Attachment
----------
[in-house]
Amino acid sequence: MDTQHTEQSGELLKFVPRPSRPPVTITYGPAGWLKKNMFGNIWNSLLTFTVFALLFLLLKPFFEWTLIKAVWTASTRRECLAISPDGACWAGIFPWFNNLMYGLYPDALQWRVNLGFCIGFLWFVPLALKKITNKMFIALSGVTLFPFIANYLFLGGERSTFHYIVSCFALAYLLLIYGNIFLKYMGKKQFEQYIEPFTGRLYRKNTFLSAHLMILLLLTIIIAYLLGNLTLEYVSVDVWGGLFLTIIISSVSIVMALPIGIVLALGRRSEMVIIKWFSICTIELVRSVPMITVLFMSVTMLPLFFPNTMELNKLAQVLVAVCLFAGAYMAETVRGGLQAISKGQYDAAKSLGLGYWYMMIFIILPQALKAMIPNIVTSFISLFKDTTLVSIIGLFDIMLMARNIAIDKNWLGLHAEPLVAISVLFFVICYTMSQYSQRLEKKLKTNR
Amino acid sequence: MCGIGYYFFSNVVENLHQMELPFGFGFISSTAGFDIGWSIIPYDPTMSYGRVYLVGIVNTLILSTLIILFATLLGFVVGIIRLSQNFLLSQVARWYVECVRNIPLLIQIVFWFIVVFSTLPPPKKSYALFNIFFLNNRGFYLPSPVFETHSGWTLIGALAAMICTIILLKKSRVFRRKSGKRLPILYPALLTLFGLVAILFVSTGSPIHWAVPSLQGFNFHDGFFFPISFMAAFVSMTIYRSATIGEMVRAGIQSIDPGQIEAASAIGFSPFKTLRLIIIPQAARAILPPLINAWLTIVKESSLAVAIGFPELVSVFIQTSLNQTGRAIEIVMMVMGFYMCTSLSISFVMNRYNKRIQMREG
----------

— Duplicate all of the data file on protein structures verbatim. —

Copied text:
[in-house]
Amino acid sequence: MDTQHTEQSGELLKFVPRPSRPPVTITYGPAGWLKKNMFGNIWNSLLTFTVFALLFLLLKPFFEWTLIKAVWTASTRRECLAISPDGACWAGIFPWFNNLMYGLYPDALQWRVNLGFCIGFLWFVPLALKKITNKMFIALSGVTLFPFIANYLFLGGERSTFHYIVSCFALAYLLLIYGNIFLKYMGKKQFEQYIEPFTGRLYRKNTFLSAHLMILLLLTIIIAYLLGNLTLEYVSVDVWGGLFLTIIISSVSIVMALPIGIVLALGRRSEMVIIKWFSICTIELVRSVPMITVLFMSVTMLPLFFPNTMELNKLAQVLVAVCLFAGAYMAETVRGGLQAISKGQYDAAKSLGLGYWYMMIFIILPQALKAMIPNIVTSFISLFKDTTLVSIIGLFDIMLMARNIAIDKNWLGLHAEPLVAISVLFFVICYTMSQYSQRLEKKLKTNR
Amino acid sequence: MCGIGYYFFSNVVENLHQMELPFGFGFISSTAGFDIGWSIIPYDPTMSYGRVYLVGIVNTLILSTLIILFATLLGFVVGIIRLSQNFLLSQVARWYVECVRNIPLLIQIVFWFIVVFSTLPPPKKSYALFNIFFLNNRGFYLPSPVFETHSGWTLIGALAAMICTIILLKKSRVFRRKSGKRLPILYPALLTLFGLVAILFVSTGSPIHWAVPSLQGFNFHDGFFFPISFMAAFVSMTIYRSATIGEMVRAGIQSIDPGQIEAASAIGFSPFKTLRLIIIPQAARAILPPLINAWLTIVKESSLAVAIGFPELVSVFIQTSLNQTGRAIEIVMMVMGFYMCTSLSISFVMNRYNKRIQMREG